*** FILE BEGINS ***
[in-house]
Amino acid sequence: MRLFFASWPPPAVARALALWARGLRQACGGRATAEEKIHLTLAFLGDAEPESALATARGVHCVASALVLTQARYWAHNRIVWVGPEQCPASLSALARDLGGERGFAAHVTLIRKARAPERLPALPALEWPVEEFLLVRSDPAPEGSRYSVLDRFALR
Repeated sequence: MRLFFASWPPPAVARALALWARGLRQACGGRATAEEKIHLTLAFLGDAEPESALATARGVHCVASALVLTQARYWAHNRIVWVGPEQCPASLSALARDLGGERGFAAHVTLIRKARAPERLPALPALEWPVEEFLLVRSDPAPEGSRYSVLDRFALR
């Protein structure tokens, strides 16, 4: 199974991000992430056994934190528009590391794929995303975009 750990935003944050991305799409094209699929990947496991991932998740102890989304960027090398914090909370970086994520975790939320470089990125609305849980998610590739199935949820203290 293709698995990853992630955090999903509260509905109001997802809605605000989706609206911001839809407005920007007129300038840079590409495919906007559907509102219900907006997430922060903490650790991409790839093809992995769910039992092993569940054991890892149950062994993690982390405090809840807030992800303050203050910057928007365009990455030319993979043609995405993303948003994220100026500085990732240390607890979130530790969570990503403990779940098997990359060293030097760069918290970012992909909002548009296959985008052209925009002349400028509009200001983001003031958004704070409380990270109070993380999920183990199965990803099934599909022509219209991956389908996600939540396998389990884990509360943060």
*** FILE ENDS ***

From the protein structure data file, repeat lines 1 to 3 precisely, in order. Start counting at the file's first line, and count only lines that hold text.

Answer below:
[in-house]
Amino acid sequence: MRLFFASWPPPAVARALALWARGLRQACGGRATAEEKIHLTLAFLGDAEPESALATARGVHCVASALVLTQARYWAHNRIVWVGPEQCPASLSALARDLGGERGFAAHVTLIRKARAPERLPALPALEWPVEEFLLVRSDPAPEGSRYSVLDRFALR
Repeated sequence: MRLFFASWPPPAVARALALWARGLRQACGGRATAEEKIHLTLAFLGDAEPESALATARGVHCVASALVLTQARYWAHNRIVWVGPEQCPASLSALARDLGGERGFAAHVTLIRKARAPERLPALPALEWPVEEFLLVRSDPAPEGSRYSVLDRFALR